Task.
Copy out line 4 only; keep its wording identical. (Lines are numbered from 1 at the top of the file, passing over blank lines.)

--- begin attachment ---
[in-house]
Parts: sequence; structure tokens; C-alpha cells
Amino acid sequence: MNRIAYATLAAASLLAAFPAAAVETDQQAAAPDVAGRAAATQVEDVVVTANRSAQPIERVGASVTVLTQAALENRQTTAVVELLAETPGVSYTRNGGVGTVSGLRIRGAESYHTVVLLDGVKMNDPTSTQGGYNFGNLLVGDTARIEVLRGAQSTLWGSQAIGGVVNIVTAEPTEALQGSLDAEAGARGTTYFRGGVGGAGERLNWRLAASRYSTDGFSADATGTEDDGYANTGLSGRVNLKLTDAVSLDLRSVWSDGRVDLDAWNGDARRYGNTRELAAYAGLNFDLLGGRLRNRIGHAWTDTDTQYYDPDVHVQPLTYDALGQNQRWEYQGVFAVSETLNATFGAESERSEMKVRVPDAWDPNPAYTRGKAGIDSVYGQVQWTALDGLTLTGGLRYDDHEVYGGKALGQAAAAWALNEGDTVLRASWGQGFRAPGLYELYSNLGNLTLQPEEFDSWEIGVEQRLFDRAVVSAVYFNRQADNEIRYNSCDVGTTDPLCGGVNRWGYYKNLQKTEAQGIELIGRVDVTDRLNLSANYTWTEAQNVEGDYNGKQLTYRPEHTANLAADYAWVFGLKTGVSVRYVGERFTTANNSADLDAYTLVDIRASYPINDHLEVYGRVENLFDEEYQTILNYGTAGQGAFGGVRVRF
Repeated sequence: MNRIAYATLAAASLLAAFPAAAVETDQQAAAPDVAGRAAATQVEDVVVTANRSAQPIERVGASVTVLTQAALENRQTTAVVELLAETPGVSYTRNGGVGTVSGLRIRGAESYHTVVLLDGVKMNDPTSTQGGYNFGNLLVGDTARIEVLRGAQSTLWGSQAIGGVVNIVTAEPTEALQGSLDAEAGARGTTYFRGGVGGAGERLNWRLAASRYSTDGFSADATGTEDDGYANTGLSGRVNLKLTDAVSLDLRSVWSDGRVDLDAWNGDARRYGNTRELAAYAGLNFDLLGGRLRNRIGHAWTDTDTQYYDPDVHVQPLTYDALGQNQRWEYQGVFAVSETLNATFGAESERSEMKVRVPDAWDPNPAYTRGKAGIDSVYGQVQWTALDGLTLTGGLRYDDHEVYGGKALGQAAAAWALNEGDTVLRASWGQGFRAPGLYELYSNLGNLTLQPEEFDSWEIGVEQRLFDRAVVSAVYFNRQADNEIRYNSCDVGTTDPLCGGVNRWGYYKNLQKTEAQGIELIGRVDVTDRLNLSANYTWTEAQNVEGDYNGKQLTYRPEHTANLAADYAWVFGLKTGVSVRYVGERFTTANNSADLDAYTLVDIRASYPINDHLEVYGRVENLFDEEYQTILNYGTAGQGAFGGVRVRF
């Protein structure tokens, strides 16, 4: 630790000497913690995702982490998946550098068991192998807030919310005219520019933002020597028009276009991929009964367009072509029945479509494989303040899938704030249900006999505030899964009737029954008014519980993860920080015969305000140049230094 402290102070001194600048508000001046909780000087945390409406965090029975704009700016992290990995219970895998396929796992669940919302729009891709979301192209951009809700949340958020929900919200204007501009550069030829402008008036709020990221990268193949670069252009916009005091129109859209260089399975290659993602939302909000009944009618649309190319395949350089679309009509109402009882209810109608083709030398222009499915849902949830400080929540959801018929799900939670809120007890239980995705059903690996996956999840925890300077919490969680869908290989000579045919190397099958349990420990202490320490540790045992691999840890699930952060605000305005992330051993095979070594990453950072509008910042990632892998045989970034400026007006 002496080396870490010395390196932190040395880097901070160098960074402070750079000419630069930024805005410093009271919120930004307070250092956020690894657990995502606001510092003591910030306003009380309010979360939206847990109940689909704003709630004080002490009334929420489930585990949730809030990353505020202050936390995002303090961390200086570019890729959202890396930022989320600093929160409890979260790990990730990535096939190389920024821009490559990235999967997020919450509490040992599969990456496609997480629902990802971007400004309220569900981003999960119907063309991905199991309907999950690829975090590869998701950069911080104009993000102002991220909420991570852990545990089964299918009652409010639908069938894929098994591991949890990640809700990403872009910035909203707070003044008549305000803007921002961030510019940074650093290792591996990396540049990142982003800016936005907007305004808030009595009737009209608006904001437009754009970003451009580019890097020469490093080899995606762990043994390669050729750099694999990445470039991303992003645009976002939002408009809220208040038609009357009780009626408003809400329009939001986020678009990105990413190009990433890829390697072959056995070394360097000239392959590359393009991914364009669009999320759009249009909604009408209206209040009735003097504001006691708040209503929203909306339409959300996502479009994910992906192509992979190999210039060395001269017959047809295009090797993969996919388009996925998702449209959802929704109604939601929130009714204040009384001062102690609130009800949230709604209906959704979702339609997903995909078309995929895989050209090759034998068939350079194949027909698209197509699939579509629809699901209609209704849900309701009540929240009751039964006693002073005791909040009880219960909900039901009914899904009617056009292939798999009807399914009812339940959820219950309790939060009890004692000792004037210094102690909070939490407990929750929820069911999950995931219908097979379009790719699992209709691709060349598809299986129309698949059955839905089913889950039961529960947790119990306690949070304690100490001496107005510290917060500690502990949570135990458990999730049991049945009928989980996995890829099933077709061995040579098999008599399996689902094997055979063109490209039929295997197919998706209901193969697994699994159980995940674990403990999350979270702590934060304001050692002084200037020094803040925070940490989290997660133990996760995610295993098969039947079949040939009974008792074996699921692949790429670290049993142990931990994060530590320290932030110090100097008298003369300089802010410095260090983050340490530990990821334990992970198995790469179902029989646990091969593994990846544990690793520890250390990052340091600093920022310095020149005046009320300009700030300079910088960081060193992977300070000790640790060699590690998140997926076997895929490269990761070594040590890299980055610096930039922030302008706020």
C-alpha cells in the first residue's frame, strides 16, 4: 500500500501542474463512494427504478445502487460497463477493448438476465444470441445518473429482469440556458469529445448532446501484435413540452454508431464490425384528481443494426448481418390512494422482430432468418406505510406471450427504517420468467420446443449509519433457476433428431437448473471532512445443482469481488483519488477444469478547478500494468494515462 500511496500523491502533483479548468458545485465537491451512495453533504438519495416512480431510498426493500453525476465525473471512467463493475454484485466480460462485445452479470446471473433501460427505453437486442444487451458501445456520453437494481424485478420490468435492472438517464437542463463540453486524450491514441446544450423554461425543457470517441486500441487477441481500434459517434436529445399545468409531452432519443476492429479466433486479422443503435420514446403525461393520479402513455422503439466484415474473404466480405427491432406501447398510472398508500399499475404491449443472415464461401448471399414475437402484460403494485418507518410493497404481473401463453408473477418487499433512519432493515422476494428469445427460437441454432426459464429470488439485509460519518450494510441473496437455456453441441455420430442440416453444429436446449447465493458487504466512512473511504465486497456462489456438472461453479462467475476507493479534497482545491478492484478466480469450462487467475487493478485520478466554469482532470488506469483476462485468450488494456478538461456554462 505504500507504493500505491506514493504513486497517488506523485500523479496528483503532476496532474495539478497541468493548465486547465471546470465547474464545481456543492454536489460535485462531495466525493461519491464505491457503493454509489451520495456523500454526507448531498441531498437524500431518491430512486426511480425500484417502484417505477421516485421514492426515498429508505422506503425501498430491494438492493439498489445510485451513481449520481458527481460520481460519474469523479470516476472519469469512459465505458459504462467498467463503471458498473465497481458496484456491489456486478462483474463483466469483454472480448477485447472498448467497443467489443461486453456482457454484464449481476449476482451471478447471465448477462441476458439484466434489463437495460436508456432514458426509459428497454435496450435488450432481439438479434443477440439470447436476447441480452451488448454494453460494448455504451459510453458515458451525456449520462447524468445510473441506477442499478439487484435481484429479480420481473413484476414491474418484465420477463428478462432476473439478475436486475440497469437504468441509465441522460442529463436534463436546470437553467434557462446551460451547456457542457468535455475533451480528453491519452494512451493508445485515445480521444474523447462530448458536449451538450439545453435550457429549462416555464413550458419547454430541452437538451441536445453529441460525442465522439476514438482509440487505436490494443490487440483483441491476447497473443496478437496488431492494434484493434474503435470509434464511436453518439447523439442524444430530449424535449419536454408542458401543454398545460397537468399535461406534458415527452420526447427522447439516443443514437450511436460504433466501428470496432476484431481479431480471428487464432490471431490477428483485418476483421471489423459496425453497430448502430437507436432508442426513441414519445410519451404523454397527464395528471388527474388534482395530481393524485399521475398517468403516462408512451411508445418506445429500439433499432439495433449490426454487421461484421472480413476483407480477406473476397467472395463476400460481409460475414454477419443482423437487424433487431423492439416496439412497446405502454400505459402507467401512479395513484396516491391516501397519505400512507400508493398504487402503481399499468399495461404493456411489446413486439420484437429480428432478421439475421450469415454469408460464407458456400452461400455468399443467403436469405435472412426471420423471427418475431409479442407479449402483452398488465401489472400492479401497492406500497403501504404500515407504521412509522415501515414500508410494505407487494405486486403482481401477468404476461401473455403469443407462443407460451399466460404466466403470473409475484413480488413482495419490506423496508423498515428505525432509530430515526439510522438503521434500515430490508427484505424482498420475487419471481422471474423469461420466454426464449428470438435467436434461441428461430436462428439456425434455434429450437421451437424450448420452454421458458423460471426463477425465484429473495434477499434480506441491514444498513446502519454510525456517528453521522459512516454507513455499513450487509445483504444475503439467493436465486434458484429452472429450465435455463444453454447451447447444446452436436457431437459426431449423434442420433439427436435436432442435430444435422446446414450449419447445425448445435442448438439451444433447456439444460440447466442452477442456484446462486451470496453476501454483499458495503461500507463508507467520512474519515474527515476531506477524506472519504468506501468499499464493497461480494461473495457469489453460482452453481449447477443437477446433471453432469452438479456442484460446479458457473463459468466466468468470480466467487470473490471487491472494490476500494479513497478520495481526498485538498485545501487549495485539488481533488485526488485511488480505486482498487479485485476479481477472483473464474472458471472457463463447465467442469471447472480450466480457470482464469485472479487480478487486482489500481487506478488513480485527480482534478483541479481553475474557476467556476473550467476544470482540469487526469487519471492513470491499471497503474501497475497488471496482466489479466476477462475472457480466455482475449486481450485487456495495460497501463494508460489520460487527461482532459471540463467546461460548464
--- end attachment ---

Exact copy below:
Repeated sequence: MNRIAYATLAAASLLAAFPAAAVETDQQAAAPDVAGRAAATQVEDVVVTANRSAQPIERVGASVTVLTQAALENRQTTAVVELLAETPGVSYTRNGGVGTVSGLRIRGAESYHTVVLLDGVKMNDPTSTQGGYNFGNLLVGDTARIEVLRGAQSTLWGSQAIGGVVNIVTAEPTEALQGSLDAEAGARGTTYFRGGVGGAGERLNWRLAASRYSTDGFSADATGTEDDGYANTGLSGRVNLKLTDAVSLDLRSVWSDGRVDLDAWNGDARRYGNTRELAAYAGLNFDLLGGRLRNRIGHAWTDTDTQYYDPDVHVQPLTYDALGQNQRWEYQGVFAVSETLNATFGAESERSEMKVRVPDAWDPNPAYTRGKAGIDSVYGQVQWTALDGLTLTGGLRYDDHEVYGGKALGQAAAAWALNEGDTVLRASWGQGFRAPGLYELYSNLGNLTLQPEEFDSWEIGVEQRLFDRAVVSAVYFNRQADNEIRYNSCDVGTTDPLCGGVNRWGYYKNLQKTEAQGIELIGRVDVTDRLNLSANYTWTEAQNVEGDYNGKQLTYRPEHTANLAADYAWVFGLKTGVSVRYVGERFTTANNSADLDAYTLVDIRASYPINDHLEVYGRVENLFDEEYQTILNYGTAGQGAFGGVRVRF